Many companies invest in product-centric innovations versus consumer-centric innovations, creating concepts that are extensions of existing products. This includes unnecessarily attempting to improve everything by making it “smart” (i.e. toilet seats). They are starting with the product first, as the technology is already here, but the consumer need and value comes secondary. This seems counterintuitive because ultimately you need to convince the consumer that a product will improve their life in order to influence them to purchase it. Brands need to consider how smart products can actually add value and simplify consumers’ lives without overwhelming them with data and information.
Interestingly enough, this isn’t a technology issue, seeing that the capabilities and infrastructures already exist. The issue is the vision of how it all works together. In theory, my LG refrigerator should be able to talk to my Whirlpool cooking range, and should be connected to my health and fitness tracking app. In the world of connected devices, there should and has to be an expectation that tomorrow’s products will be interconnected and work collectively together, joining a growing ecosystem of shared value. Once you make a product smart, it should be smart enough to provide value beyond the device/product itself. But right now, it is typically a collection of one-off products that don’t necessarily work together, providing quantified data by myopic product use. And if they do talk and work together, chances are consumers are unaware.
But by operating in this way, how can we expect people to pay a premium for digitized products and drive real behavior change? Is there a real value to people? Will consumers even visualize the transformational use cases to justify making a purchase? What is going to drive someone to Home Depot, for example, to replace existing products with smart enhanced devices?
No one has really cracked the code, at least not yet in a meaningful way. Companies such as Microsoft, Samsung, LG and Google have the vision and potential, but have yet to come to market with an integrated or open solution. The key question is whether there is a need for regulation, or at least a meeting of the minds amongst the competitive ecosystems to discuss standardization if we are ever going to move the internet of things forward.January 16, 2015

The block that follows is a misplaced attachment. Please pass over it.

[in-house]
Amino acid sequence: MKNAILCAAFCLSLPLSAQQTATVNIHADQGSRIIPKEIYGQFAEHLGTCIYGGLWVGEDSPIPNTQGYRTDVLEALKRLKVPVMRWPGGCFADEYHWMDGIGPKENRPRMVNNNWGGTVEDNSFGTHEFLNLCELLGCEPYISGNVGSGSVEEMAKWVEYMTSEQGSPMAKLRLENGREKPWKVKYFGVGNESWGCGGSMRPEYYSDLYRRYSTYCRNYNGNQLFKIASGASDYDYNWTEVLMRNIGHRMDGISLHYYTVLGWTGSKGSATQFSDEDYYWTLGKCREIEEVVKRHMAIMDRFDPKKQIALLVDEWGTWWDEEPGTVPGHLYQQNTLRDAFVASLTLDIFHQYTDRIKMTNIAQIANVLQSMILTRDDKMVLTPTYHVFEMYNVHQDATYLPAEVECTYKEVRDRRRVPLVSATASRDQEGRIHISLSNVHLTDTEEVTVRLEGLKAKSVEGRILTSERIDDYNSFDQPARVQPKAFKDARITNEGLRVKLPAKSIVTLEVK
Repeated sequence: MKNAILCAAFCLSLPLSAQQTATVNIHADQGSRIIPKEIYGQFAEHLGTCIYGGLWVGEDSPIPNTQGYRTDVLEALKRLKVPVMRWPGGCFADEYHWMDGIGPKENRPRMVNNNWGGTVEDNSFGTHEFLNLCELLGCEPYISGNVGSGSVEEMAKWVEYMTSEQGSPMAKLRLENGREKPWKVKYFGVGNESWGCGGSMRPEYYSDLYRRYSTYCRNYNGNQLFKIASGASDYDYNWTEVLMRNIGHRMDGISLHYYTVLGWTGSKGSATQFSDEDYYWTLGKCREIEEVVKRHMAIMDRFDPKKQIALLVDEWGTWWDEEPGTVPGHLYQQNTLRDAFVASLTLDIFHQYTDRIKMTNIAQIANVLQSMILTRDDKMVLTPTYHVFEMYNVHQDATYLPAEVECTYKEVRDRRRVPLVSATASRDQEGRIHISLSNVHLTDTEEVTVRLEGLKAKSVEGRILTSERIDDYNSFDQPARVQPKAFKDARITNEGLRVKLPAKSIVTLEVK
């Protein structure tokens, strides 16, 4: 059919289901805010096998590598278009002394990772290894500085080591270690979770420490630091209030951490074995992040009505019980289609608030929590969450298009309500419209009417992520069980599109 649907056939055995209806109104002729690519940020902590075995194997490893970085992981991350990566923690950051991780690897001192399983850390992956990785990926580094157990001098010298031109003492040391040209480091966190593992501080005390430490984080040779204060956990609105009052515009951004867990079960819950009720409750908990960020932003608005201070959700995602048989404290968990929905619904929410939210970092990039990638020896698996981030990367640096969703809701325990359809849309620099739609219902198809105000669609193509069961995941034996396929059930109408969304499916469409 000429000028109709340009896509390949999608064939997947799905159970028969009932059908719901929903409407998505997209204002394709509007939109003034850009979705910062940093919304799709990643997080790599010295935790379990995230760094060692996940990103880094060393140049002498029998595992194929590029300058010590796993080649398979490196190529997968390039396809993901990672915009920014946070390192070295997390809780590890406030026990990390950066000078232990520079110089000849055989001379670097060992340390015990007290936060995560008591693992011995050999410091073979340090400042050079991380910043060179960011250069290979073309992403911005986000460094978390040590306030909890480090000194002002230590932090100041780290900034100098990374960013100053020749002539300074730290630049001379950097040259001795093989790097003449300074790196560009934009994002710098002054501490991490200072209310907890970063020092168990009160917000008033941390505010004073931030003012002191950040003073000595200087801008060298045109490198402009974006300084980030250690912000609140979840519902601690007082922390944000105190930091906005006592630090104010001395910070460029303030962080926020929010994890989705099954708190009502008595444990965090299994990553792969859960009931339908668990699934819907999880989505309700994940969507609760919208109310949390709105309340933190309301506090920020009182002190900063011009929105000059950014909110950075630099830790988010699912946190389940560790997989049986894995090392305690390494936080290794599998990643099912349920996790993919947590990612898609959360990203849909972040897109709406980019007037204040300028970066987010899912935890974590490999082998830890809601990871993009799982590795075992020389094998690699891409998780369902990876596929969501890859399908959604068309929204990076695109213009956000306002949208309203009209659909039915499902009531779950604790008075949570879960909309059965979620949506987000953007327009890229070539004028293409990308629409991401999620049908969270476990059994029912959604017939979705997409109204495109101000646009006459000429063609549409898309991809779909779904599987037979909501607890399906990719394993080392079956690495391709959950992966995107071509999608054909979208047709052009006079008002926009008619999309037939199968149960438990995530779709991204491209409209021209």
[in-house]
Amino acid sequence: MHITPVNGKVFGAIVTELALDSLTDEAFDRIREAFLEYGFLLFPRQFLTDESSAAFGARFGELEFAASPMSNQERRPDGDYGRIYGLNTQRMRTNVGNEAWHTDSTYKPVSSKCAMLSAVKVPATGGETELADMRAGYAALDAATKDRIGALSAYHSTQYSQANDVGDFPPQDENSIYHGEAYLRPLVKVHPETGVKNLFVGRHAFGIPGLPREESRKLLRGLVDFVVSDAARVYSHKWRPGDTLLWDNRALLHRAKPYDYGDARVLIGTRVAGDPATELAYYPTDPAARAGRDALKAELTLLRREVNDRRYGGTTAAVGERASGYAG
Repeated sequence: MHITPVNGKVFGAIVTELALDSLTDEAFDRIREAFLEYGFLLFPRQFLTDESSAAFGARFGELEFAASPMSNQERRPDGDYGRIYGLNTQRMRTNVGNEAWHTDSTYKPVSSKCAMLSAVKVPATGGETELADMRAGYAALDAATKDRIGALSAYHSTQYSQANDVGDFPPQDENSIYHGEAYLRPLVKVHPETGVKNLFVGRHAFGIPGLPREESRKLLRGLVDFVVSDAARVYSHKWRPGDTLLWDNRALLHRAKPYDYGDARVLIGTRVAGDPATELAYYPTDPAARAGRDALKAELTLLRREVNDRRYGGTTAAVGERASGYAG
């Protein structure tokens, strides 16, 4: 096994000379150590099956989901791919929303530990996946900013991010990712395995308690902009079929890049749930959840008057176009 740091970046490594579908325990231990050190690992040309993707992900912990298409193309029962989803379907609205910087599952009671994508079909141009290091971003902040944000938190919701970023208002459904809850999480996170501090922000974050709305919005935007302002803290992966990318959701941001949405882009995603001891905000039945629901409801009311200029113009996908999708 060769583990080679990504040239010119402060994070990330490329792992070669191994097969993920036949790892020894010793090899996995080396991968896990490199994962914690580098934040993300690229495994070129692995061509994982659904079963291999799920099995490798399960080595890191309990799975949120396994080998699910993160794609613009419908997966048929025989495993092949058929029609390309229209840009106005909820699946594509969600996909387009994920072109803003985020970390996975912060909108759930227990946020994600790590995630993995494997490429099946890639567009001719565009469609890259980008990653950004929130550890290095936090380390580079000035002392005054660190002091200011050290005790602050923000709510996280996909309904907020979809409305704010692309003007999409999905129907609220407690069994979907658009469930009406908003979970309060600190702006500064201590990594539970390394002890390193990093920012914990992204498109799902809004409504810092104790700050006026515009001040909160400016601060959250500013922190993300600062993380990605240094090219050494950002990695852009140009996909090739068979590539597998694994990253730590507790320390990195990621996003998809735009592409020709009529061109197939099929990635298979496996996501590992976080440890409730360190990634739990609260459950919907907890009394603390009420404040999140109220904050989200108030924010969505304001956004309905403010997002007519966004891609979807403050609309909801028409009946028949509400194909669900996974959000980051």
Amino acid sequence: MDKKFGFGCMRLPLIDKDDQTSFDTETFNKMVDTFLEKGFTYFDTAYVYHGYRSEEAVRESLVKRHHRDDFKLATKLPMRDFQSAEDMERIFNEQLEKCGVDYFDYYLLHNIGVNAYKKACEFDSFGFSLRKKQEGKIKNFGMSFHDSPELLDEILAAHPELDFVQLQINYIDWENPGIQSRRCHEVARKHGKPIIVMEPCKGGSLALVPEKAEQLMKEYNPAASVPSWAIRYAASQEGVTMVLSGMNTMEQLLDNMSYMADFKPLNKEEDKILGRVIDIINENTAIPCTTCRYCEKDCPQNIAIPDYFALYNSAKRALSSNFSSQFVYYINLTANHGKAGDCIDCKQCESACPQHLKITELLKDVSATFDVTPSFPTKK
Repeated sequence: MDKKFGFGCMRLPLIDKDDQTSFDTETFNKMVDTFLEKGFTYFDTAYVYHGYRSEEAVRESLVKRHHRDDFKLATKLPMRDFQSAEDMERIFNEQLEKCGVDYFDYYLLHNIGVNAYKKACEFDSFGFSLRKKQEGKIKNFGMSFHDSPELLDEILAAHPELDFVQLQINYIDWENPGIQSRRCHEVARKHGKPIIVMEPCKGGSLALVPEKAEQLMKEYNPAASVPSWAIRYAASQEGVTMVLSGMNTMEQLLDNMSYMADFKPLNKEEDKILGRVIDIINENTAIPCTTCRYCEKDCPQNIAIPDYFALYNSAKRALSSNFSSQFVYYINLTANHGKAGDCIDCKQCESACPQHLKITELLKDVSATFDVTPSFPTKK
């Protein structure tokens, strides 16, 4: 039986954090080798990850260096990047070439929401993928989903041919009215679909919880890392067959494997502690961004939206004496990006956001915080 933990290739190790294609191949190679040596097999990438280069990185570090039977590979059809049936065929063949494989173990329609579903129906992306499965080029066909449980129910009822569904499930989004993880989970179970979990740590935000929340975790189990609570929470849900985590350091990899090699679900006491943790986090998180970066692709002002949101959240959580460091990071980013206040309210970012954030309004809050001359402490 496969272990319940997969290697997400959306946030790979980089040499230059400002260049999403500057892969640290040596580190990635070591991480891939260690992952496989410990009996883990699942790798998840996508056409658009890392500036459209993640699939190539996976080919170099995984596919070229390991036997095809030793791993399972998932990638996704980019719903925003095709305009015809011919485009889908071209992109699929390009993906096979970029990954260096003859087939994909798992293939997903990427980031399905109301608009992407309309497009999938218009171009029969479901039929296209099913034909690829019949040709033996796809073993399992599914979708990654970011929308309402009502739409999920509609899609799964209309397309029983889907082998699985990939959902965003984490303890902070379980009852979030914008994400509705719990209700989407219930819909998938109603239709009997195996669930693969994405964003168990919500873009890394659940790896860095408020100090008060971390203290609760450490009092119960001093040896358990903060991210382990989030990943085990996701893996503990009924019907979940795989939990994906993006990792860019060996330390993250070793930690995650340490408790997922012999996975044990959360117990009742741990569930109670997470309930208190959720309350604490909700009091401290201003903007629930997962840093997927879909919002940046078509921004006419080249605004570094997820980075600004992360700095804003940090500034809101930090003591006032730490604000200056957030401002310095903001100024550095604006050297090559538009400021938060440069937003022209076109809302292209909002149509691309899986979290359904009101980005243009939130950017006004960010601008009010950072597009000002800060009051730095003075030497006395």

Polite, Contextual Targeting
World Cup 2014. USA vs. Ghana. “No, Jozy, no! No, Clint, no!” we all bellowed in unison as our beloved US forwards grimaced in pain, grasping hamstrings and trying to stop a deluge of blood from pouring out of a probably broken nose. My inner dialogue unfolds—“Ah, what are we gonna do?! We’re f… Hey wait, is that the Band Aid logo politely coming into view on the ad boards? Man, Band-Aid brand bandages sure do a great job at tending injuries, especially the ones with blood. I think I need to make a stop on the way home and pick up a box in case I get a stray cleat to the face…
Was this injury/ad-cue a graceful coincidence after both US injuries, or graceful targeting? After all, the same ad placement did run a few more times throughout the match, sans additional injuries. Whatever it was, it had me, and I didn’t feel as violated as I do when Big Brother aggressively invades my browsing space with an item I was privately viewing 20 minutes prior. Perhaps it was the urgency of the situation—these athletes desperately needed medical attention, and when I saw Band-Aid, I was comforted. Let’s face it, browsing sandals on the web is not urgent, so when I am force-fed sandals, I get miffed. But what if targeted web marketing had the same elegance as the compassionate Band-Aid experience I had during the match? We all know popups could never accomplish this, and the more advertisers know about us and our current situations, the more skeptical and paranoid we become (thanks, NSA!). So what’s the line between caring or creepy? Will we ever feel a genuine empathy from our digital ad experiences in which we’re happy that brands know what we want at that moment? Let’s put on a fresh Band-Aid and ponder.June 19, 2014
E-commerce Link : The Second Screen
Vani Oza, User Experience expert, writes for Target Marketing Magazine about demystifying the second screen and a few considerations when designing these experiences. Read the full articleApril 30, 2014
SXSW: Designing for the Fringe
The majority of discussions at SXSW Interactive 2014 focused on concepts, ideas and apps for the everyman. But Evan Carroll and Virginia Ingram’s open-conversation topic Fringe Design: Tackling Disability and Death posed an interesting question. Could true innovation and game change come by focusing on the fringe groups?
Cameron Friedlander, Executive Director, Creative Technology North America, recaps the discussion for iMedia.March 24, 2014